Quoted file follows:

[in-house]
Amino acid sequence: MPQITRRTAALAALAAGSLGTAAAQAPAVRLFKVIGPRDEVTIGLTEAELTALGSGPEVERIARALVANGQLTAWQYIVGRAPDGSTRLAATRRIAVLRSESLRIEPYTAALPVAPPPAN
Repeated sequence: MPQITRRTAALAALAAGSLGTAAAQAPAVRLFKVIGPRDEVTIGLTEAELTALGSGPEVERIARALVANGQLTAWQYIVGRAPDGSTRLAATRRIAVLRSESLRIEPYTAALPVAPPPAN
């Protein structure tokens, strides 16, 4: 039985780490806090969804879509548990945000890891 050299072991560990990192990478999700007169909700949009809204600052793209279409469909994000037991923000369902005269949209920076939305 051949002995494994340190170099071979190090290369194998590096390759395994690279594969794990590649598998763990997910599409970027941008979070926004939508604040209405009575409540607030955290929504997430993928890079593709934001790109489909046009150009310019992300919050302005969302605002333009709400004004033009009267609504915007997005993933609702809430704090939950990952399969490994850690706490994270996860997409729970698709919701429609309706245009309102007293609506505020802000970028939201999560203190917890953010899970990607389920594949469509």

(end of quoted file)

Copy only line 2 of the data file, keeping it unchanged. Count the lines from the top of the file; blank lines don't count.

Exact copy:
Amino acid sequence: MPQITRRTAALAALAAGSLGTAAAQAPAVRLFKVIGPRDEVTIGLTEAELTALGSGPEVERIARALVANGQLTAWQYIVGRAPDGSTRLAATRRIAVLRSESLRIEPYTAALPVAPPPAN